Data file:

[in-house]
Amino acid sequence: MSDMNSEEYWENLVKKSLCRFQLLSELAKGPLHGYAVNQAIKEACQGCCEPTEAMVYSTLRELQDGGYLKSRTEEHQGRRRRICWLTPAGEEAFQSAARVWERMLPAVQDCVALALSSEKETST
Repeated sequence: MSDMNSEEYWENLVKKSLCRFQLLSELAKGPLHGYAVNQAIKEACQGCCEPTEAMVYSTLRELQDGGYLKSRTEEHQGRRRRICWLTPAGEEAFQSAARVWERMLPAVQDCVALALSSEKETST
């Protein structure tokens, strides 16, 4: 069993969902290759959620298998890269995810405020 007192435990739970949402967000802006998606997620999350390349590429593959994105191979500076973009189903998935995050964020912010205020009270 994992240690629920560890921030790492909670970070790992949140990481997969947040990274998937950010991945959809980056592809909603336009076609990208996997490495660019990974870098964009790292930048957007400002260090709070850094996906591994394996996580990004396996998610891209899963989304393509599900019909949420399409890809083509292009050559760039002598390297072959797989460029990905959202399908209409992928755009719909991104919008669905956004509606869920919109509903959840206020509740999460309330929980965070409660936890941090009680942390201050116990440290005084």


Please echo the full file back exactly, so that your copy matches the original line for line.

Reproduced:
[in-house]
Amino acid sequence: MSDMNSEEYWENLVKKSLCRFQLLSELAKGPLHGYAVNQAIKEACQGCCEPTEAMVYSTLRELQDGGYLKSRTEEHQGRRRRICWLTPAGEEAFQSAARVWERMLPAVQDCVALALSSEKETST
Repeated sequence: MSDMNSEEYWENLVKKSLCRFQLLSELAKGPLHGYAVNQAIKEACQGCCEPTEAMVYSTLRELQDGGYLKSRTEEHQGRRRRICWLTPAGEEAFQSAARVWERMLPAVQDCVALALSSEKETST
């Protein structure tokens, strides 16, 4: 069993969902290759959620298998890269995810405020 007192435990739970949402967000802006998606997620999350390349590429593959994105191979500076973009189903998935995050964020912010205020009270 994992240690629920560890921030790492909670970070790992949140990481997969947040990274998937950010991945959809980056592809909603336009076609990208996997490495660019990974870098964009790292930048957007400002260090709070850094996906591994394996996580990004396996998610891209899963989304393509599900019909949420399409890809083509292009050559760039002598390297072959797989460029990905959202399908209409992928755009719909991104919008669905956004509606869920919109509903959840206020509740999460309330929980965070409660936890941090009680942390201050116990440290005084």